by THOMAS on May 2, 2012 • 7:42 pm
There is a lot of confusion amongst the public as to the difference between food allergy and food sensitivity. With an increasing focus on the importance of food in general, there is a real need to distinguish between
the two. Food allergy occurs in only about two (2) percent of Americans, whereas food intolerance occurs in a whopping 70% of the population! Food allergies are the bodies reaction to food proteins, which are perceived by the bodies immune system to be invaders. In contrast, a food intolerance is a delayed, negative reaction to a food, beverage, or food additive often due to insufficient levels of a specific enzyme.
The four primary types of food intolerance are to lactose, gluten, fructose, and histamine. Lactose intolerance is often identified as a food allergy but is actually due to a deficiency in the enzyme lactase. This deficiency allows undigested lactose to enter the intestines where bacteria process the mil sugar and release gas. This results in bloating, abdominal pain and diarrhea, typical of a food intolerance.
Gluten intolerance is the inability to digest gluten. This can range from mild gluten sensitivity to full blown celiac disease. Fructose intolerance is sensitivity fructose, a natural sugar found in fruits, nuts, and honey. This intolerance can be mild or serious. The more serious form is hereditary fructose intolerance, a rare genetic disorder. People with this condition lack an enzyme necessary needed to break down fructose during digestion, and this can result in liver and kidney damage. The mild form of this disorder is call “fructose malabsorption”. Symptoms include bloating, abdominal cramps, gas and diarrhea.
One of the most common food intolerances, but not widely reported, is histamine intolerance. Again this is due to inadequate activity of an enzyme and I this case diamine oxidase(DAO). Histamine levels are usually very high in “guilty pleasure” foods such as pizza, beer, red wine, cured and smoked meats and fish, and many types of cheeses and nuts. As foods lose their freshness, the histamine levels rise. Unfortunately, few folks have the very high levels of DAO necessary to process these very high levels of histamine.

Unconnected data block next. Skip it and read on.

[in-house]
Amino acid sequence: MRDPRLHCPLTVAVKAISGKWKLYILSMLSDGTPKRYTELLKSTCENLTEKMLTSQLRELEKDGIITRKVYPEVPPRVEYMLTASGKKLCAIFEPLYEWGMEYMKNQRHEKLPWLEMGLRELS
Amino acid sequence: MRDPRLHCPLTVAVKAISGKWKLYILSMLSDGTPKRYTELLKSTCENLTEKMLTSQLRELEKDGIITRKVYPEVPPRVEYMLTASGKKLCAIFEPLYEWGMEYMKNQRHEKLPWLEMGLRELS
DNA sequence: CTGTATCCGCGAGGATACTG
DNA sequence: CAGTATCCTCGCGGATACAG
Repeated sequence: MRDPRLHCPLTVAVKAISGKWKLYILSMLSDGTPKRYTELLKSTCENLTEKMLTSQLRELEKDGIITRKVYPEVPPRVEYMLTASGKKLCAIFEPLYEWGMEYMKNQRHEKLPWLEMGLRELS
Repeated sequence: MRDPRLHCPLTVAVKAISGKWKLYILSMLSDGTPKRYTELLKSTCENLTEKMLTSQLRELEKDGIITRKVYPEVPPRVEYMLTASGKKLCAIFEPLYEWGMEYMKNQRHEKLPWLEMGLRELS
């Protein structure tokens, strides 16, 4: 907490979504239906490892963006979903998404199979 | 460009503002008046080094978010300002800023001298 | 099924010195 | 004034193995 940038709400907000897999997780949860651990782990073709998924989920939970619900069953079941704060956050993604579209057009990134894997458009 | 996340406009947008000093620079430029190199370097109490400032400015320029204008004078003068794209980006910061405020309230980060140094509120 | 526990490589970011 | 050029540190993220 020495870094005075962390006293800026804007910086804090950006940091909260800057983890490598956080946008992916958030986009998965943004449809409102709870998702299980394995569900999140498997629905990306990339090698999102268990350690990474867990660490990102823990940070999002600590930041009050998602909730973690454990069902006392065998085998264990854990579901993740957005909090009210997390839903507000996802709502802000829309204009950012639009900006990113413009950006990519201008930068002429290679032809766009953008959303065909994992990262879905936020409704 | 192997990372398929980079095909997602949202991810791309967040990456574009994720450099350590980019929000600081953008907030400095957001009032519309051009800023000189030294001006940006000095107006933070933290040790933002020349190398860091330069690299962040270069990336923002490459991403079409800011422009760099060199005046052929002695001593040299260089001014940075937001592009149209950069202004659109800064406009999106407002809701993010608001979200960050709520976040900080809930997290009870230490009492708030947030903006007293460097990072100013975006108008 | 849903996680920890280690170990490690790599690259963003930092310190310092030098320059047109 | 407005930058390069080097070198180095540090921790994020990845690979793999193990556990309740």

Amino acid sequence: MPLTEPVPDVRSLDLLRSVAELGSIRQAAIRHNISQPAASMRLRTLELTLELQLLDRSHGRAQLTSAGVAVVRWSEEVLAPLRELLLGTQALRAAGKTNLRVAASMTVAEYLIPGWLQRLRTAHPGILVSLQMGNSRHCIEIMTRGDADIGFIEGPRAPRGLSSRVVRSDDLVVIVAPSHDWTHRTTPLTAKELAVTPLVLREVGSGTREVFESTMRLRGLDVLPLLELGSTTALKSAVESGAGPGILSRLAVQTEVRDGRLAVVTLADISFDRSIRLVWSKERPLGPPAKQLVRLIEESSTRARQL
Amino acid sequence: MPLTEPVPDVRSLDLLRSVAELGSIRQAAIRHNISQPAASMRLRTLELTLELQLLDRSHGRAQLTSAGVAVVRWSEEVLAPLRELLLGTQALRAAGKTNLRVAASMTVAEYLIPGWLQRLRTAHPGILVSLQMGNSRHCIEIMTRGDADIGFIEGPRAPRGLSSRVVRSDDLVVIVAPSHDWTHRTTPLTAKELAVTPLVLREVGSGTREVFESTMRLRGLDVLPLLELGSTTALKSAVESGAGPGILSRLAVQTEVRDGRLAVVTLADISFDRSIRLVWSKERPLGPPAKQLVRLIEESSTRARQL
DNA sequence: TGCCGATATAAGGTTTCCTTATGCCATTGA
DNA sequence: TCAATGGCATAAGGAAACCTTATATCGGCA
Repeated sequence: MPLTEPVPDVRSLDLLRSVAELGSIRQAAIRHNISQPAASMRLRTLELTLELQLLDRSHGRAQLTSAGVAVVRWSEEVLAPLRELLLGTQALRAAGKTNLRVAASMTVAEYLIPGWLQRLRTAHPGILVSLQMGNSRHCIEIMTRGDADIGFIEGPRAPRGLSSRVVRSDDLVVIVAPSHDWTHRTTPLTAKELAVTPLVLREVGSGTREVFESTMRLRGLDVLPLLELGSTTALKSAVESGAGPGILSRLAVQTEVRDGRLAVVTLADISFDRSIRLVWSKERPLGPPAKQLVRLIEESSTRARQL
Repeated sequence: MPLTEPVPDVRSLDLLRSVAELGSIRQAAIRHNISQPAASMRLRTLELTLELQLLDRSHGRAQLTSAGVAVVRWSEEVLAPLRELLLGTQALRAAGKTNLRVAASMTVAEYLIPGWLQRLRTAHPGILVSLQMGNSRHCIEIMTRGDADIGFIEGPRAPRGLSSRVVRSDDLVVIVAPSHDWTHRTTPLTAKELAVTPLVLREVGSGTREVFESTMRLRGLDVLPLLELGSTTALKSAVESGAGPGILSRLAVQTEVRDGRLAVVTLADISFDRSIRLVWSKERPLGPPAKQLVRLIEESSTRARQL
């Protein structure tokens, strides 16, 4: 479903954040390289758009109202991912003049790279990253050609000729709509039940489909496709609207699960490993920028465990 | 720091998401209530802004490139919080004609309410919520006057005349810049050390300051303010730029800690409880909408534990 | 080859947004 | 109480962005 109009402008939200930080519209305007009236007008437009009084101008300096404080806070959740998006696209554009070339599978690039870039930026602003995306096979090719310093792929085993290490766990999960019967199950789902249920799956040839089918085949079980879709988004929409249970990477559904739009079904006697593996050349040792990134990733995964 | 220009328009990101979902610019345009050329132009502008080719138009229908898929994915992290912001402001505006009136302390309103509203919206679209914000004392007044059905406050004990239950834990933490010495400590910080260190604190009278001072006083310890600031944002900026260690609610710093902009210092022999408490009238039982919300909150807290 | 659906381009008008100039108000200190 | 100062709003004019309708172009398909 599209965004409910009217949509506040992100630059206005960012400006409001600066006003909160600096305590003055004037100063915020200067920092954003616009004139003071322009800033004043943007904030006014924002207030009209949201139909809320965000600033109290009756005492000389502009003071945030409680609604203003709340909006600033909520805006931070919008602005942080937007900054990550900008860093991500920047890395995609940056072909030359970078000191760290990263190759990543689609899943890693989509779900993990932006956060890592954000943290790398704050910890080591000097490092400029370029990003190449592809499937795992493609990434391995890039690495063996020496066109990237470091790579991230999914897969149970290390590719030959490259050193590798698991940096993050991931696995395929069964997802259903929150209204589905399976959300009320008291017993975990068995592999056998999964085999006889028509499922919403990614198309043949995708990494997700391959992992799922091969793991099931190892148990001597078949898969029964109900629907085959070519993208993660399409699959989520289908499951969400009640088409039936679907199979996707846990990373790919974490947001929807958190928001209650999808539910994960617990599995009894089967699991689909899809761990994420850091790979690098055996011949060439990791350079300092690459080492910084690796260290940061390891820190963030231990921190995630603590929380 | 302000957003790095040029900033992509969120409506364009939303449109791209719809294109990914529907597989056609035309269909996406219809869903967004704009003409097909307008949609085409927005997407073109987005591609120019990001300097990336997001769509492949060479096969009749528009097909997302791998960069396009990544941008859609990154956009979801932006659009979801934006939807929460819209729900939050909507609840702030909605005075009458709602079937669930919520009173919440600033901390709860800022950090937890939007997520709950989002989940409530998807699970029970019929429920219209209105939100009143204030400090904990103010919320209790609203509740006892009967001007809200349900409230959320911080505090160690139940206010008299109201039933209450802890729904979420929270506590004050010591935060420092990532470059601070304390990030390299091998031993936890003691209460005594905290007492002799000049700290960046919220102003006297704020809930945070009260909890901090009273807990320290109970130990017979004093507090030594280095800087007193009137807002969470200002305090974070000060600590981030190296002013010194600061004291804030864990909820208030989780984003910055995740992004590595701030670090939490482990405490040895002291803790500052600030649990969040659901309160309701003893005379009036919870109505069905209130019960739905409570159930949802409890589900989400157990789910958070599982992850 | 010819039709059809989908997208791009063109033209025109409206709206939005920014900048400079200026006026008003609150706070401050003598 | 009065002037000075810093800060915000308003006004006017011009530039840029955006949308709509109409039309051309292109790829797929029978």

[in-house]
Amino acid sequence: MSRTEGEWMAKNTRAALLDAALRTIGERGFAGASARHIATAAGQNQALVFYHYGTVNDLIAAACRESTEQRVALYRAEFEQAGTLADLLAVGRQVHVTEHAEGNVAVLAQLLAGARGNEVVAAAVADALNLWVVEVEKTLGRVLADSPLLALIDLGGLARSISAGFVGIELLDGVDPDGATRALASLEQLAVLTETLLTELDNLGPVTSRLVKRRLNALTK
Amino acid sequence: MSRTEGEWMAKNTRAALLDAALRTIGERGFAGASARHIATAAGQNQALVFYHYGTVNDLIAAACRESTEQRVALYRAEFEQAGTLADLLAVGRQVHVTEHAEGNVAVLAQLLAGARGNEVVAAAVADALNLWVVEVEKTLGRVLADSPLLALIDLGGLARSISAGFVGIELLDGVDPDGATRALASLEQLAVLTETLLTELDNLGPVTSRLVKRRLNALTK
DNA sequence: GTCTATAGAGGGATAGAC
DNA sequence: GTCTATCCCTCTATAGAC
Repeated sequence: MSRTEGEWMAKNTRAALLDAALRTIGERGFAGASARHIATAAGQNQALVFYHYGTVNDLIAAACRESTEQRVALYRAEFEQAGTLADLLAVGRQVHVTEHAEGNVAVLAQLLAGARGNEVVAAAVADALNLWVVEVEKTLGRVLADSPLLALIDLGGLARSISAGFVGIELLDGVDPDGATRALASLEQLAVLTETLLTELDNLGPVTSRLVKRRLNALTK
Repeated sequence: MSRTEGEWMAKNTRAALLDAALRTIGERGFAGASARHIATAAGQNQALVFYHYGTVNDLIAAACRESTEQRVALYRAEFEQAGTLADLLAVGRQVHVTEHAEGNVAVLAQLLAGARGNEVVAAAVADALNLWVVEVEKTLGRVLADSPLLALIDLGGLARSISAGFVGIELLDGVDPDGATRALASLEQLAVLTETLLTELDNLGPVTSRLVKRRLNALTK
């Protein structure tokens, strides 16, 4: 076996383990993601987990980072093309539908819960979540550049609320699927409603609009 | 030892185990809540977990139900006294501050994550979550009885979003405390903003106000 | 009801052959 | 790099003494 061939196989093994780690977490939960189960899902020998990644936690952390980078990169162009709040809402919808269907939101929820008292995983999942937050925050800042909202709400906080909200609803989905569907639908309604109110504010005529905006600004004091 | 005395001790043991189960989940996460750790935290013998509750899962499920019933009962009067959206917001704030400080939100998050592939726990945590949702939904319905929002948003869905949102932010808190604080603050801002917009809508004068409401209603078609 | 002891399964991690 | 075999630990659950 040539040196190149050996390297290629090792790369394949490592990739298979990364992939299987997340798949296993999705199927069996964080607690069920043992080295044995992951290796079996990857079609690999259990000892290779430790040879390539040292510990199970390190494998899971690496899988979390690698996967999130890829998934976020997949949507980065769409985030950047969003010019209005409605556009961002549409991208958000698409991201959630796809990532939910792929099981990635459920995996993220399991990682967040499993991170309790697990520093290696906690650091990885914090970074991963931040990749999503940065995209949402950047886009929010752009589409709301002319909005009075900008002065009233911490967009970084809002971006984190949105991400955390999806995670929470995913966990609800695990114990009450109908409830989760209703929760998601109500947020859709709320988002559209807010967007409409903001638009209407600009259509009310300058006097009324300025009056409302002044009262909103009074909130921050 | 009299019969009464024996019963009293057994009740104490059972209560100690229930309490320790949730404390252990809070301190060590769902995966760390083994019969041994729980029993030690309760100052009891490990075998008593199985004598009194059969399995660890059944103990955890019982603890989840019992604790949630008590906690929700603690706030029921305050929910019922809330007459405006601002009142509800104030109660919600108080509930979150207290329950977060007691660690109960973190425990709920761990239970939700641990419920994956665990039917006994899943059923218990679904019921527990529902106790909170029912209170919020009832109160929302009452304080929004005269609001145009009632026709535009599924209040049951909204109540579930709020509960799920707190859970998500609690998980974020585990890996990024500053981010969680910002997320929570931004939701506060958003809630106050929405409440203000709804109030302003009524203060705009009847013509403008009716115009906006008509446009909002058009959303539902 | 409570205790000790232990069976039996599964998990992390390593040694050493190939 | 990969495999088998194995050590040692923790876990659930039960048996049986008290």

So how to tell the difference between a food allergy versus a food intolerance or sensitivity? You need to ask yourself when do the symptoms occur? If they are present within minutes, it is likely an allergy. If symptoms
occur a half hour or later, it is likely food intolerance. The following is a list of symptoms associated with food intolerance and allergies.
- Itching or tingling in and around the mouth
- Swelling in the mouth or a narrowing or closing of the throat
- Rashes, blotches or redness on the skin anywhere on the body
- Irritated or tearing of the eyes, or runny nose
- Wheezing or difficulty breathing
- Feeling of acute sickness, nausea, or vomiting
A YES answer to any of the above immediately after eating would indicate a potential food allergy.
- Bloating or pain in the stomach or abdomen
- A rumbling in the abdomen and or gas
- Constipation or diarrhea
-Tiredness and weakness
- Headache or migraine
A YES answer to any of the above within half an hour to an hour after eating would indicate a likely food intolerance or sensitivity.
If you have a concern about a possible allergy or food intolerance, I would advise you to consider an elimination diet. This can be very helpful in isolating the suspected foods. The most likely suspects that have been previously mentioned in this article would be the place to start. Often times a sensitivity to food will arise if the particular food item is consumed too often. In this case a temporary removal of the item from the diet will often allow the food to be reintroduced at a later date without incident.